This townhouse renovation is anything but ordinary

Inside the home of Barry LeBlanc and Michael McGee, you'll find vibrant artwork, vintage cars and mischievous dachshunds.

Barry drives the 1966 Cadillac Eldorado convertible once a week. Michael (standing) drives the Mustang several times a month.

“Delicious” is how you might describe the three-bedroom, two-story townhouse that Barry LeBlanc and Michael McGee have made their 19th home in 28 years. Their residence snuggles in among a simpatico assemblage of butter-colored townhouses straight out of the playbook of intelligent inner-city redevelopment: leafy, with multifaceted frontages where neighbors can talk to neighbors on a quiet street not far from the cafe life of Hillcrest. For these row houses, “walkability” must be the first word on every real estate agent’s lips.

But deliciousness isn’t just about the outside. The adjective also comes into play when you experience what Barry and Michael have made of the inside with gently outrageous decor and a fabulous art collection on the walls. 

They moved in here three and a half years ago. And yes, they were flipping.
Jade, their 7-year-old dachshund, sits in Barry’s lap next to the life-size greyhound sculpture.

“We drank the Kool-Aid. Hopefully this is the last one, but with every one we say ‘This is the last one,’” Michael says.

Jade, their 7-year-old dachshund, sits in Barry’s lap next to the life-size greyhound sculpture.
Jade, their 7-year-old dachshund, sits in Barry’s lap next to the life-size greyhound sculpture.

Barry says the idea happened when they met. “We both had full-time corporate jobs and it was a way to accomplish, to get further in life. We would buy a house, fix it up, sell it for a profit and move on to the next one. And again and again and again.

“We met in Atlanta in 1991, and started buying houses right away,” Barry continues. “I grew up with a construction background. My father was in construction. Michael and I both had an ability to work on it ourselves. 
“So we were doing this in Atlanta for 12 years. And then, we decided we wanted to move away from our parents—as far as possible. And on Memorial Day, 1999, there was a special on an airline to San Diego. And it happened to be snowing in Atlanta on that particular day—in May. It was miserable. We got off the plane here, we crossed the [Coronado] bridge, and the boats were rocking ever so slightly, and it was 74 degrees and there was not a cloud in the sky, and it was just like stepping onto a movie set. We knew we were moving!”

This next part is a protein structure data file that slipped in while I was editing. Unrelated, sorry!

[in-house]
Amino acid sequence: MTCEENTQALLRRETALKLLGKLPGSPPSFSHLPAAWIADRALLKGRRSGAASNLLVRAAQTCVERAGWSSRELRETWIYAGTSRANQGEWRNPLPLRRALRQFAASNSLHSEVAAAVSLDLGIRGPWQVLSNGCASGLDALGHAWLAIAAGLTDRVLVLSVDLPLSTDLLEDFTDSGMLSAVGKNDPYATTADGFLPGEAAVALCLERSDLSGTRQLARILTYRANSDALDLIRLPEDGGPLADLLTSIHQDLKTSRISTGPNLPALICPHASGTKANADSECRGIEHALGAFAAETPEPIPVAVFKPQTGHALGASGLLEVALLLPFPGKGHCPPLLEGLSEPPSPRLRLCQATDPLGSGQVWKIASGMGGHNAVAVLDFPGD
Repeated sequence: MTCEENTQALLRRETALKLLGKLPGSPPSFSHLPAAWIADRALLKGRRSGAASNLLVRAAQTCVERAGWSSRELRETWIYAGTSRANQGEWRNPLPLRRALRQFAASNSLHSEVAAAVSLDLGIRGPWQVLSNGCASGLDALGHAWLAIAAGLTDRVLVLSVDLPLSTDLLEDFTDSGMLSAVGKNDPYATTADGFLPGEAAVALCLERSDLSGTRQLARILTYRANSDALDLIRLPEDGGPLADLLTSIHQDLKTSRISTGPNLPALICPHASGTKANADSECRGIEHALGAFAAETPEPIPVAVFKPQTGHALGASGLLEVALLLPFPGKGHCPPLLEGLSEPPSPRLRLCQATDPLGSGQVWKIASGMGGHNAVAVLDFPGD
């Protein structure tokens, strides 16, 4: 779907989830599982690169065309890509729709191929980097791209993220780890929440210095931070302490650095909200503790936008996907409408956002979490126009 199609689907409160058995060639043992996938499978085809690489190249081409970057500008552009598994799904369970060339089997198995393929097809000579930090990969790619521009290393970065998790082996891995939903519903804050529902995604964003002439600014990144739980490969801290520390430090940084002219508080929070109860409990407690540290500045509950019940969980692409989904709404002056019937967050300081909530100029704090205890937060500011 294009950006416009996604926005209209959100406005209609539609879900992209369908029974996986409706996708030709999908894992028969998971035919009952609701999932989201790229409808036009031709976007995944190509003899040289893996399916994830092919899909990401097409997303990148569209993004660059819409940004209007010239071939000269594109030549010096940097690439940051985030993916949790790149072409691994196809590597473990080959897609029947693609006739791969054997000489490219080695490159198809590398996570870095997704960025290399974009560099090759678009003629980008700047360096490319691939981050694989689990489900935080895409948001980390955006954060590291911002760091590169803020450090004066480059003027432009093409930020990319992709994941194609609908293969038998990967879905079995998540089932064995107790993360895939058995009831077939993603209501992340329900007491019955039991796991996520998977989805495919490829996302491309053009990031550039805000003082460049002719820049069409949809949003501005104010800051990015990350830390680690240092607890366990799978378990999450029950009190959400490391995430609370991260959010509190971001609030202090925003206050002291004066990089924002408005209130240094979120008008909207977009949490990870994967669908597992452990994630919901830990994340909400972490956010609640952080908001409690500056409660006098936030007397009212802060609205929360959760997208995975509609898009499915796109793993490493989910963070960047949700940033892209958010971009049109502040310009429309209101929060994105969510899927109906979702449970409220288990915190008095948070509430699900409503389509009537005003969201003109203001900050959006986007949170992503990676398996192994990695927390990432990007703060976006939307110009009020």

Ever since that time, Michael and Barry have been adding value and reselling houses here. Then they heard about this Hillcrest townhouse. 
“The biggest selling point for this was the location,” Michael says. “But also that we get a four-car garage here. Unheard of for a townhouse.” 

“We have a little bit of a car problem,” Barry explains. “We collect cars. We have new cars and old cars. We have a ’66 Mustang convertible, and a ’66 Cadillac Eldorado convertible. We have five convertibles. Hey, it’s Southern California! And we have two other cars as well. 

Barry LeBlanc and Michael McGee have amassed lots of art over the years, but it was in this house (their 19th) that Barry clustered some of them together like this. He spray-painted the console beneath for an added pop of color.
Barry LeBlanc and Michael McGee have amassed lots of art over the years, but it was in this house (their 19th) that Barry clustered some of them together like this. He spray-painted the console beneath for an added pop of color.

Barry LeBlanc and Michael McGee have amassed lots of art over the years, but it was in this house (their 19th) that Barry clustered some of them together like this. He spray-painted the console beneath for an added pop of color.

“Part of the reason we bought this house was we wanted something simpler to live in. The last one was an old house, a 1928 Spanish [style] in University Heights. We were getting to the age—I’m 56, Michael’s 57. We’ve been together for 28 years. We’ve been through 90 cars, 19 houses, 9 dachshunds—and we wanted to work a little less, travel a little more. We wanted something that was going to be easier to lock and leave.”

They had another reason to choose this place. “We are crazy for dachshunds,” Barry says. “We have three now: Jade, who’s 7 and deaf; Cooper, 7; and Joey, who is 15 and deaf and nearly blind. We love them because they’re hilarious, and mischievous and think they’re big, bad dogs. But they can’t climb stairs easily. It’s the reason we sold our last house. We were carrying them up and down all the time. 

Barry selected the iridescent glass mosaic tile gradient to go from dark to light as the eye travels left to right in the kitchen. Countertop-to-ceiling cabinets keep necessities such as Michael’s coffee station out of sight but easily accessible.